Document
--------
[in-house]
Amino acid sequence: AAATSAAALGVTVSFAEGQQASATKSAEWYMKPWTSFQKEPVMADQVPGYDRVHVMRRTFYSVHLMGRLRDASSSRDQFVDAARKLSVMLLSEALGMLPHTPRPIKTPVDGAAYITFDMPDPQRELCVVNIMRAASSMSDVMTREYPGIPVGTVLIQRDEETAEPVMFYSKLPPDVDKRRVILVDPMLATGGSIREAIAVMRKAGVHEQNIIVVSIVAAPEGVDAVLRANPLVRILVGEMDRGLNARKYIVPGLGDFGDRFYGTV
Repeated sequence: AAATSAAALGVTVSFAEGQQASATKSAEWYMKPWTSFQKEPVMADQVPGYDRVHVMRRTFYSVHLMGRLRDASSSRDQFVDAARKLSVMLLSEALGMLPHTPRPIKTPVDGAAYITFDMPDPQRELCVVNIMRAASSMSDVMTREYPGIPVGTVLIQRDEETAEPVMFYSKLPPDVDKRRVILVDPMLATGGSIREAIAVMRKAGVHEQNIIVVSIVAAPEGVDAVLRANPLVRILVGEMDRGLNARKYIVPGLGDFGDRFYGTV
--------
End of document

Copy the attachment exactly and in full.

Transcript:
[in-house]
Amino acid sequence: AAATSAAALGVTVSFAEGQQASATKSAEWYMKPWTSFQKEPVMADQVPGYDRVHVMRRTFYSVHLMGRLRDASSSRDQFVDAARKLSVMLLSEALGMLPHTPRPIKTPVDGAAYITFDMPDPQRELCVVNIMRAASSMSDVMTREYPGIPVGTVLIQRDEETAEPVMFYSKLPPDVDKRRVILVDPMLATGGSIREAIAVMRKAGVHEQNIIVVSIVAAPEGVDAVLRANPLVRILVGEMDRGLNARKYIVPGLGDFGDRFYGTV
Repeated sequence: AAATSAAALGVTVSFAEGQQASATKSAEWYMKPWTSFQKEPVMADQVPGYDRVHVMRRTFYSVHLMGRLRDASSSRDQFVDAARKLSVMLLSEALGMLPHTPRPIKTPVDGAAYITFDMPDPQRELCVVNIMRAASSMSDVMTREYPGIPVGTVLIQRDEETAEPVMFYSKLPPDVDKRRVILVDPMLATGGSIREAIAVMRKAGVHEQNIIVVSIVAAPEGVDAVLRANPLVRILVGEMDRGLNARKYIVPGLGDFGDRFYGTV